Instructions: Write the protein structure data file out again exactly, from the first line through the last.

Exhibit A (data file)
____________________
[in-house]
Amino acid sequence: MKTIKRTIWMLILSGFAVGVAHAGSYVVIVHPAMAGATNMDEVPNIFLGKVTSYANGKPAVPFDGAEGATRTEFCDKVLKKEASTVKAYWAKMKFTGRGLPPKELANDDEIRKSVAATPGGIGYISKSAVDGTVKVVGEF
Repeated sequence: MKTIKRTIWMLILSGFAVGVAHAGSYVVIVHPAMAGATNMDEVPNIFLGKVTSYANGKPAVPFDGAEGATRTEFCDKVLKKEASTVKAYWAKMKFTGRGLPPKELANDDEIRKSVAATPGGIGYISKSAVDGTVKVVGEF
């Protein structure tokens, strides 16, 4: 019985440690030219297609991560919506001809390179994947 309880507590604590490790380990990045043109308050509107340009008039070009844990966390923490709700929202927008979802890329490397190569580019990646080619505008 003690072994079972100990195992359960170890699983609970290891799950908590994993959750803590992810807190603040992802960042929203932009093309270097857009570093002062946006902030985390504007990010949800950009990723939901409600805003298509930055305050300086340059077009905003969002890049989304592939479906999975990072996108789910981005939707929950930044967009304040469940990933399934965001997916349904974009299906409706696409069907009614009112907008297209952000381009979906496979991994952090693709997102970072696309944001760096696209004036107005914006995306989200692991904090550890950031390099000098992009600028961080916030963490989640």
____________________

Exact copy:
[in-house]
Amino acid sequence: MKTIKRTIWMLILSGFAVGVAHAGSYVVIVHPAMAGATNMDEVPNIFLGKVTSYANGKPAVPFDGAEGATRTEFCDKVLKKEASTVKAYWAKMKFTGRGLPPKELANDDEIRKSVAATPGGIGYISKSAVDGTVKVVGEF
Repeated sequence: MKTIKRTIWMLILSGFAVGVAHAGSYVVIVHPAMAGATNMDEVPNIFLGKVTSYANGKPAVPFDGAEGATRTEFCDKVLKKEASTVKAYWAKMKFTGRGLPPKELANDDEIRKSVAATPGGIGYISKSAVDGTVKVVGEF
């Protein structure tokens, strides 16, 4: 019985440690030219297609991560919506001809390179994947 309880507590604590490790380990990045043109308050509107340009008039070009844990966390923490709700929202927008979802890329490397190569580019990646080619505008 003690072994079972100990195992359960170890699983609970290891799950908590994993959750803590992810807190603040992802960042929203932009093309270097857009570093002062946006902030985390504007990010949800950009990723939901409600805003298509930055305050300086340059077009905003969002890049989304592939479906999975990072996108789910981005939707929950930044967009304040469940990933399934965001997916349904974009299906409706696409069907009614009112907008297209952000381009979906496979991994952090693709997102970072696309944001760096696209004036107005914006995306989200692991904090550890950031390099000098992009600028961080916030963490989640």